• Benjamin Mogil, Stifel: From an industrial logic perspective we see the deal as focusing on the HBO and Warner Bros. assets both in terms of their value for content generation and the value in the ecosystem for premium non-ad supported channels. While the Turner assets make up more than half of [adjusted operating income], we believe that their share in the ultimate value ascribed to the company was well below their AOI share. That said, there remains considerable value for certain cable channel genres notably news (CNN) and enough sports to be must carry but not enough to burden the entity with high fixed costs (TBS/TNT). This is offset by the heavy exposure at Turner to scripted (TNT/TBS) and kids (Cartoon Network) with both genres continuing to be at risk by [streaming video on demand].

However, for AT&T to succeed where AOL infamously failed in 2000 may not be the biggest hurdle. The biggest difficulty may be getting regulatory approval for the deal to close in the first place. As Reuters notes overnight, AT&T’s proposed $85 billion takeover of Time Warner Inc generated skepticism among both Democrats and Republicans on Sunday, making it more likely that regulators will closely scrutinize the effort to create a new telecommunications and media giant.

The biggest deal of the year, announced just over two weeks before the Nov. 8 U.S. election, is a gamble on a victory for Democratic presidential candidate Hillary Clinton and a continuation of the status quo on anti-trust and regulatory enforcement. The Republican candidate Donald Trump, who is trailing Clinton in the polls, has said he would block the takeover.

“AT&T, the original and abusive ‘Ma Bell’ telephone monopoly, is now trying to buy Time Warner and thus the wildly anti-Trump CNN. Donald Trump would never approve such a deal because it concentrates too much power in the hands of the too and powerful few,” Trump economic advisor Peter Navarro said in a statement on Sunday.

Clinton, who has expressed misgivings about other corporate mega mergers, has not yet commented on the takeover. A spokesman Brian Fallon told reporters on Sunday there were “a number of questions and concerns” about the deal “but there’s still a lot of information that needs to come out before any conclusions should be reached.” The Senate subcommittee on antitrust will hold a hearing on the acquisition sometime in November, said subcommittee chair Senator Mike Lee, a Republican, and the ranking Democrat, Senator Amy Klobuchar.

Tim Kaine, Clinton’s running mate and a senator from Virginia, said lawmakers and regulators would have to review the deal and “get to the bottom” of questions over whether the merger would decrease competition. “I’m pro-competition,” Kaine said on NBC’s “Meet the Press.” “Less concentration, I think, is generally helpful especially in the media.”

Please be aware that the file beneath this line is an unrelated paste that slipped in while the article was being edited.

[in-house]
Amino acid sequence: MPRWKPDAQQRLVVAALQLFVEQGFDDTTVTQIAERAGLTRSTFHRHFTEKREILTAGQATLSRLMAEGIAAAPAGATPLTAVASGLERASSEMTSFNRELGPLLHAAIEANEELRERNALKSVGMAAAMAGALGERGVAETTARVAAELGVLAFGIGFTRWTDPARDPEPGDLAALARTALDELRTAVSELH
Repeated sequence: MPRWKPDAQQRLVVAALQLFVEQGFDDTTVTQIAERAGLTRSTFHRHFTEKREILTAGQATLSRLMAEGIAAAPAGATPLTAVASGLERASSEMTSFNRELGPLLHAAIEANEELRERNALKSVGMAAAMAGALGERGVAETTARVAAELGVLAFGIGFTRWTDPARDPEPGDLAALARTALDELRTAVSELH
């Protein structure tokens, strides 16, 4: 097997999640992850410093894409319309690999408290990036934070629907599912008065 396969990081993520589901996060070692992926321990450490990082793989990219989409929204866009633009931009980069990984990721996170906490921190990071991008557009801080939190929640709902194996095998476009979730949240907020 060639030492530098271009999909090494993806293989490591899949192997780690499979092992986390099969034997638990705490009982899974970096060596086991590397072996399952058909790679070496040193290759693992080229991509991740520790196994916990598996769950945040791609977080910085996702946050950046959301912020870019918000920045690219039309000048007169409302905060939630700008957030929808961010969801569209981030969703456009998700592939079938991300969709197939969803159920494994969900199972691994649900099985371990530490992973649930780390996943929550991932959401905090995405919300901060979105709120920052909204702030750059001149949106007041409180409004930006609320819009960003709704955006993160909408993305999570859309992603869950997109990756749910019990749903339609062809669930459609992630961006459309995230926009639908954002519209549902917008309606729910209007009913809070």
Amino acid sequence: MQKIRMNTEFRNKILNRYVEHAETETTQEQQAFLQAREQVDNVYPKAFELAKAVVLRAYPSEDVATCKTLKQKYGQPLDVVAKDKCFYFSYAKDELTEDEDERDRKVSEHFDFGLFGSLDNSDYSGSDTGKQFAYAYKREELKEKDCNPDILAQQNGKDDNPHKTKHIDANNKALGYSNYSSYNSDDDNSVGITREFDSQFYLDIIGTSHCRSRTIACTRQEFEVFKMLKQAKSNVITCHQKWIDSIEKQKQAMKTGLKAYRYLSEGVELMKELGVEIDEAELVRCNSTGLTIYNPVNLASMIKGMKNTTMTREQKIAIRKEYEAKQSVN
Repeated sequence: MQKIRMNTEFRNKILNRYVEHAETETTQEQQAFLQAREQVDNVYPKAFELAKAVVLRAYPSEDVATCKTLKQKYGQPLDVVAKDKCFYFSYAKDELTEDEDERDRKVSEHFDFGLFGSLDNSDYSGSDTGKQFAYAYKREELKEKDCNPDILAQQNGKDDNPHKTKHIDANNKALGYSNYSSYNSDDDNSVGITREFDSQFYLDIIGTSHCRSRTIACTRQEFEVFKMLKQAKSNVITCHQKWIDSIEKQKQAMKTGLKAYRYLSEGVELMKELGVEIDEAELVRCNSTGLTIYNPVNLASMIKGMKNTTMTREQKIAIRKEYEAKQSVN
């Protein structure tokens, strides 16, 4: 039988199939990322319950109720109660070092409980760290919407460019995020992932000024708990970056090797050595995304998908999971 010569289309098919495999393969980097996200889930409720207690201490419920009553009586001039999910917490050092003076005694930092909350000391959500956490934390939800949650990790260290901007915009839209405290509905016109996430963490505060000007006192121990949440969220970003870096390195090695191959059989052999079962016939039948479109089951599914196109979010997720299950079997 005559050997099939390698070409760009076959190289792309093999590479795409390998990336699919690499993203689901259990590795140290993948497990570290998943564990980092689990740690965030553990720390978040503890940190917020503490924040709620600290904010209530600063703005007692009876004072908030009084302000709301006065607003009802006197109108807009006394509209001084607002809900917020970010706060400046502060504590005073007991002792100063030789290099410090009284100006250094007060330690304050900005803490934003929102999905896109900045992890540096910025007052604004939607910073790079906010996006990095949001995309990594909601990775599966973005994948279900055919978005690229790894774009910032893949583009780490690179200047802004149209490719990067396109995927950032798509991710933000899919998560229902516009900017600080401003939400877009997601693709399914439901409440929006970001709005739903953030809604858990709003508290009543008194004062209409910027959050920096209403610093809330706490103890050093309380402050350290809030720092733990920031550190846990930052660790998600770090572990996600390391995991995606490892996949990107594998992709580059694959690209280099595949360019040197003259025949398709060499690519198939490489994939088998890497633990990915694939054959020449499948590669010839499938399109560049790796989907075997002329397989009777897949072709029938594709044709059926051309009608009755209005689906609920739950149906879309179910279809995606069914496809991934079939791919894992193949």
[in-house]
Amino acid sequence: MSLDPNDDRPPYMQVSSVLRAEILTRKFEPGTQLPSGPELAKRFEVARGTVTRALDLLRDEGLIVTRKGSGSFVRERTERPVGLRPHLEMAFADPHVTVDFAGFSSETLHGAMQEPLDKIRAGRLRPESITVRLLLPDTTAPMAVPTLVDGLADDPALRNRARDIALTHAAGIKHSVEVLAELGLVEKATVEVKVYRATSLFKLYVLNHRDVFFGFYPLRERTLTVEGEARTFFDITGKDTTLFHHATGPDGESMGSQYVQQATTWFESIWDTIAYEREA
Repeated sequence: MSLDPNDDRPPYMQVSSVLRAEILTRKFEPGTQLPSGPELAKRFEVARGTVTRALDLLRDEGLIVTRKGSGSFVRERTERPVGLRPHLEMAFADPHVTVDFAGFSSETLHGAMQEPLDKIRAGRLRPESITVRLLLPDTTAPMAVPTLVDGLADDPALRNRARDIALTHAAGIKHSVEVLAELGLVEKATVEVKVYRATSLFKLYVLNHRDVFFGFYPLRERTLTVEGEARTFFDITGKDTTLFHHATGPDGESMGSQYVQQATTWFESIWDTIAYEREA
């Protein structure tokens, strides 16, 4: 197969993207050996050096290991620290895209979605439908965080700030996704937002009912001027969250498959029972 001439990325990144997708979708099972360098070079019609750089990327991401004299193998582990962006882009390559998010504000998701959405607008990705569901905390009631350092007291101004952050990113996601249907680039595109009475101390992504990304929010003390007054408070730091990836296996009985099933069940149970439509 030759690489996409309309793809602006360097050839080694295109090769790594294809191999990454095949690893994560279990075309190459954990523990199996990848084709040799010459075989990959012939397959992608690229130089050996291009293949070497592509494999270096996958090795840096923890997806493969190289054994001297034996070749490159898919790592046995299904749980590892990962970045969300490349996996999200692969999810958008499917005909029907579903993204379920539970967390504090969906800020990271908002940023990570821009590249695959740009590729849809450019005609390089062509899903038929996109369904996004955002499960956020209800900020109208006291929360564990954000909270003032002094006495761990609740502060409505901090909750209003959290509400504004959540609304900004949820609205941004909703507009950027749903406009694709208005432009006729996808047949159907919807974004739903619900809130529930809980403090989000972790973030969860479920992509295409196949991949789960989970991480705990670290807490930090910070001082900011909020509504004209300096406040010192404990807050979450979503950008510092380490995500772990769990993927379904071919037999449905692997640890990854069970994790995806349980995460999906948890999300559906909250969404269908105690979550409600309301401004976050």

Kaine said he had not had a chance to review the details of the deal. The U.S. Justice Department, not the president, has the power to reject such a deal if it violates antitrust laws. AT&T said it is unclear if the Federal Communications Commission will also have jurisdiction to review the deal.

Case in point, just moments ago, the following headlines hit:

  • SEN. AL FRANKEN RELEASES LETTER TO FCC/DOJ ON AT&T, TIME WARNER
  • SEN. FRANKEN QUESTIONS PROPOSED AT&T, TIME WARNER MERGER
  • FRANKEN ASKS FCC, ATTORNEY GENERAL TO SCRUTINIZE MERGER PLAN

The one place where Wall Street skepticism is most obvious is in Time Warner’s stock price: at last check TWX was trading at $87.30, nearly 20% below AT&T’s $107.50 bid.

However, while both Time Warner and AT&T are aware of the inherent risks in the transaction, the biggest losers may be Wall Street banks, which have pledged some $40 billion in loans to make the deal a reality. As Bloomberg explains, “JPMorgan Chase has pledged $25 billion of the financing, with Bank of America Corp. providing the rest, according to a regulatory filing. That’s believed to be the most JPMorgan has ever promised for a deal, according to a person with knowledge of the matter who asked not to be identified without authorization to speak publicly.

The lending commitment alone would bring about $110 million to $130 million in fees for JPMorgan and Bank of America, according to estimates from consulting firm Freeman & Co. It also gives the banks an advantage on bond offerings that would find eager buyers among yield-starved investors. At the same time, the banks face the risk that the deal, along with a chunk of their balance sheets, would be tied up if regulators delay approving it.

“This could be an especially lucrative deal for the banking industry; they’re going to make a lot of money if the deal gets done” said Bert Ely, a banking consultant at Ely & Co. “The numbers on the credit piece look big, but I’m sure the credit risk will be spread widely. The big uncertainty hanging over this will be the battle for regulatory approval and what lender protections are included if the deal fails.”

A failed megadeal wouldn’t be the first for AT&T. In 2011, the company abandoned its takeover of T-Mobile USA because of regulatory hurdles. JPMorgan had lined up $20 billion to finance that deal. And as the chart below shows, the deal would be the fith largest M&A debt financing sold by Wall Street in history.

Coming a time of yield-starved investors from around the globe seeking to put money into anything with no regard for fundamentals, it is unlikely that the debt financing will have any difficulty finding willing homes. However should rates rise over the coming months as many predict n the not too distant future, potentially roiling the fixed income industry, and at a time when the deal is kicked back and forth between regulators and politicians, it just may lead to more than Wall Street can chew.